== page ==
There was a subtle change in the lighting and the music. The pulsing sound was deeper, building anticipation. Allison stood still, waiting for the tap on her shoulder telling her to walk, her mind racing. She did try, but she couldn’t disappear now. Her mind went to Liam. Could he be there in the crowd? It was a crazy thought, yet nothing would have surprised her. He’d shown up on the street when Will confronted her. He had been there when her car crashed down the hill. He might even have been at her graduation. He seemed to show up at the oddest times.
At every show she’d ever done for Giovanni, his assistant would whisper something outrageous right before she started down the runway to help her relax. She thought he’d forgotten, but as it turned out, tonight was no exception.
"Remember the three rules, Allison. No tripping, no smiling, and no puking on the guests."
She almost burst into laughter. No puking on guests? She wouldn’t be able to get that visual out of her mind anytime soon.
Peter stood behind her, and when the music reached a crescendo, he touched Allison’s shoulder. "Go," he whispered.
She stepped around the corner. Her body went on autopilot, and she walked just the way she was supposed to, long-legged strides, head held high, devoid of any expression on her face. At the end of the runway, she assumed the pose for a second or two, then pivoted and headed back. Thunderous applause followed her.
While Allison was being transformed by Giovanni’s team, Jud Bronsky was waiting to be interviewed.
An extremely unattractive man with a personality to match, Jud was built like a gorilla, a fact he was proud of because he believed his size and shape made him look more threatening, and in his line of work, that was an important requirement. Jud had long arms and legs and hair growing out of his knuckles and his ears. He wasn’t much for grooming. He did shave because he thought he looked younger than his thirty-two years without a beard, but that was as far as it went. Showering was only done when he was in the mood, which wasn’t all that often, but he believed his cologne was better than soap any day. His friends, what few he had, called him Tarzan, and Jud liked the nickname because it made him feel cocky.
He wasn’t feeling cocky now. He was sitting in an interrogation room sweating bullets while he waited for the FBI agent to tell him why he was being detained. He was going to demand an attorney but wanted to wait until after he found out what he was going to be charged with. Maybe this was just a fishing expedition. Maybe he wasn’t even a suspect, and they didn’t know what he had done. That was it, he decided. They were just fishing for information.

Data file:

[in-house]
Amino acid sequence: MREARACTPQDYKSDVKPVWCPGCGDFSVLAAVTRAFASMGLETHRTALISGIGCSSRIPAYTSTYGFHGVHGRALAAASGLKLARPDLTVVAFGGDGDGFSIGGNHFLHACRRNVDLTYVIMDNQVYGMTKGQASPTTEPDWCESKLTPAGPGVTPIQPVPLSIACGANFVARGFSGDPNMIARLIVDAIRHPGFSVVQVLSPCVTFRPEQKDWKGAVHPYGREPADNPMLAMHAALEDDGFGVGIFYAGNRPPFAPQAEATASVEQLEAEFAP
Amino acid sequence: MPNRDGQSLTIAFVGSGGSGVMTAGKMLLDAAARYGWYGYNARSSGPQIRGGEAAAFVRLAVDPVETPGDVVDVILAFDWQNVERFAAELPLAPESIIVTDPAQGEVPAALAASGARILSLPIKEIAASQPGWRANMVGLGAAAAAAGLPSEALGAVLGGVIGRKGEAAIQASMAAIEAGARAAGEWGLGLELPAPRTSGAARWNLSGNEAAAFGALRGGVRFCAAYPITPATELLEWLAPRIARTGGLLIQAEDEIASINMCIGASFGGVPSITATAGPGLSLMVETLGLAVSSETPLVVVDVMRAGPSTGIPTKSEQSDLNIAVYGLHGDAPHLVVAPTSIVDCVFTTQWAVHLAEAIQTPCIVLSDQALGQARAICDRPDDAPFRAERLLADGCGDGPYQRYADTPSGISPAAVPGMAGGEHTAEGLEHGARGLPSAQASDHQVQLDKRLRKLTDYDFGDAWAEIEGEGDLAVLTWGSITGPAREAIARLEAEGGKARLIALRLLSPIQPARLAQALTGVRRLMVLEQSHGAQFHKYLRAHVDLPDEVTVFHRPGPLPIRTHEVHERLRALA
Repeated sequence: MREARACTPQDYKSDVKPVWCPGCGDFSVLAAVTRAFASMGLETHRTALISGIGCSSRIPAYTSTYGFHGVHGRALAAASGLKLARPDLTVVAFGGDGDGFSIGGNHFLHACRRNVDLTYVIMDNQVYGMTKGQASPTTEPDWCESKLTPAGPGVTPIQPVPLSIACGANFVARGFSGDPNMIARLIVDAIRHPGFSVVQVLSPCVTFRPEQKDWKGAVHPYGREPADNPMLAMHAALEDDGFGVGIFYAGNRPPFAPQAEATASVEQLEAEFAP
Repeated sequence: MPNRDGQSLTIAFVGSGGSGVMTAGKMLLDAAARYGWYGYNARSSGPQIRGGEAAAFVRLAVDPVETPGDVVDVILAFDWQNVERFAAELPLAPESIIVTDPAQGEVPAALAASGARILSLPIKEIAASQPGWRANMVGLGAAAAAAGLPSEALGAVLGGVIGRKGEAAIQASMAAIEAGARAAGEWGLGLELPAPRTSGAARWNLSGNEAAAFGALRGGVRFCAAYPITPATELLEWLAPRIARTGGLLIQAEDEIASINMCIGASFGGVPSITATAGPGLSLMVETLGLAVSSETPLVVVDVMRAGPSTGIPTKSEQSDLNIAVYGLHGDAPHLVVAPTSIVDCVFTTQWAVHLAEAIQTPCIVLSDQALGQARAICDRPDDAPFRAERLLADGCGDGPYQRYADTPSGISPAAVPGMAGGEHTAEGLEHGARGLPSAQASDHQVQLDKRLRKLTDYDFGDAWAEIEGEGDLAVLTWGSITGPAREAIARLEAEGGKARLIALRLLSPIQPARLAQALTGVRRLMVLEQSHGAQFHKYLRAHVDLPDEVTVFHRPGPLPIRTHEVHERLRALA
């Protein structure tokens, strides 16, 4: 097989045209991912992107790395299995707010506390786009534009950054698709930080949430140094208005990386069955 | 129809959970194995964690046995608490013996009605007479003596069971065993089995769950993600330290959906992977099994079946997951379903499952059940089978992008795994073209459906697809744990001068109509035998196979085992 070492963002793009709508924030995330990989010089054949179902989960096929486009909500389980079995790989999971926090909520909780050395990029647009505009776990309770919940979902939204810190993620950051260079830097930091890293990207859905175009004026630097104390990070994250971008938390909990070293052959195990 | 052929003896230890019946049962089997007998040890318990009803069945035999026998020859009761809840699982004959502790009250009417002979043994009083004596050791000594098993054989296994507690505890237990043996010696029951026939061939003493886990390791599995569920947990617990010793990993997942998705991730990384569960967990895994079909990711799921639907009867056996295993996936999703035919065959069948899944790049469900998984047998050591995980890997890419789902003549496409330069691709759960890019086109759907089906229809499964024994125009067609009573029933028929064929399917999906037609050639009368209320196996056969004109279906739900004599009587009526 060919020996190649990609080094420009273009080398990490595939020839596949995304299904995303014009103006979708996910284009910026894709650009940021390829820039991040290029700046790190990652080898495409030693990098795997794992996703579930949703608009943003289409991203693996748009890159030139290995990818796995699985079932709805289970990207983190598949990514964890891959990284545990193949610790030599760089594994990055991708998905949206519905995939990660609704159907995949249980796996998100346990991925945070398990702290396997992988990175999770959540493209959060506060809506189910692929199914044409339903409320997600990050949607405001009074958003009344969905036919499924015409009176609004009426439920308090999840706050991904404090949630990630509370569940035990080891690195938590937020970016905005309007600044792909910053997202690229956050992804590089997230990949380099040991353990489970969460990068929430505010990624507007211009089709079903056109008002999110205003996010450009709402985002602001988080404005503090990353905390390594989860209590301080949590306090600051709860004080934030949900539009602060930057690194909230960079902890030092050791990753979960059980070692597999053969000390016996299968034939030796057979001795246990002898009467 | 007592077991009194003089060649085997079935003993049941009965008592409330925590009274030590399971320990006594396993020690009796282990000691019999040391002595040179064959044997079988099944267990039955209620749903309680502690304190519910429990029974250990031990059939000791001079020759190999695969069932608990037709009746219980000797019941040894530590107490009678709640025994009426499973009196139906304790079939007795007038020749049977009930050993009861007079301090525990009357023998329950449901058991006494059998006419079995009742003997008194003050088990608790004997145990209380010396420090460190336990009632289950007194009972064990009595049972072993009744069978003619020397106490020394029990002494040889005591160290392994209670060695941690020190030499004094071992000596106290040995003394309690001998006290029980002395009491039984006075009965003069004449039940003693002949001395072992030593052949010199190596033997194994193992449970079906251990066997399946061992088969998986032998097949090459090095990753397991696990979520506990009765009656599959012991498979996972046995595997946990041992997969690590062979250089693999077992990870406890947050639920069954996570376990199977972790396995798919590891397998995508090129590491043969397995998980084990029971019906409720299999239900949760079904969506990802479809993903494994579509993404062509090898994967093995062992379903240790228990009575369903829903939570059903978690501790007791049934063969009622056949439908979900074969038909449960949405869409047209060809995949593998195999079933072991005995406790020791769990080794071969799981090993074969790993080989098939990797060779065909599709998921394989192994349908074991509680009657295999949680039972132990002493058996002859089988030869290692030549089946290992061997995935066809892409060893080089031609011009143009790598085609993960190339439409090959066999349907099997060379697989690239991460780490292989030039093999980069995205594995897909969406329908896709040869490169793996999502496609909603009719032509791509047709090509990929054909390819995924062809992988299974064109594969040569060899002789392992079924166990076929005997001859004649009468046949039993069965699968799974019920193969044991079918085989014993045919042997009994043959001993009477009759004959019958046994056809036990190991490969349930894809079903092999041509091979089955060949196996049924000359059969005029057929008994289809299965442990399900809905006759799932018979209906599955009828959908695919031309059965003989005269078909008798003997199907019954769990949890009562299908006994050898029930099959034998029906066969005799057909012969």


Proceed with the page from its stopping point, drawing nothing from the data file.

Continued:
Jud was certain they didn’t have a shred of proof that he’d done anything wrong. The car he’d used to run the woman off the road was in the junkyard now, in line to be stripped and crushed. His cousin Eddie, who ran the junkyard, promised he’d get it done as soon as possible. As a precaution Jud had already wiped the car down. There wasn’t a single fingerprint anywhere. He’d been meticulous about that, making sure he didn’t miss any spots. No, the FBI didn’t have anything on him, and the only reason he was sitting there waiting was that they wanted information.
He was a little apprehensive about the agent coming in to question him. He’d heard the other agents talking about him. They sounded respectful but also a little nervous. Jud decided it was all an act to scare him.
He was wrong about that. Exactly thirty seconds after Special Agent Liam Scott walked into the interrogation room, Jud was shaking in his boots.
Another agent walked in first. He took up a position by the observation window with his arms folded, silent and watchful. Then Liam Scott walked in. He dropped a file on the table and, towering over Jud, said, "You’re being charged with attempted murder."
"What? No, I didn’t try to murder anyone. I didn’t."
Liam acted as though Jud hadn’t protested and continued. "I’d get a good attorney if I were you because, when I’m done with you, you could be going away for the rest of your life."
In all the times he’d been dragged into a police station, Jud had never been told to get an attorney. The detectives usually tried to discourage him. This agent was different.
"You don’t have anything on me," he stammered. "I don’t need an attorney because I didn’t do anything wrong."
The bluff didn’t work. "There are highway surveillance cameras showing you tailing Allison Trent. We found your car, you prick. You tried to kill the woman I love. I just may kill you myself, right here and now."
The look in the agent’s eyes sent chills down Jud’s spine. "I didn’t even know the woman. Why would I want to kill her?" he asked, trying to sound sincere.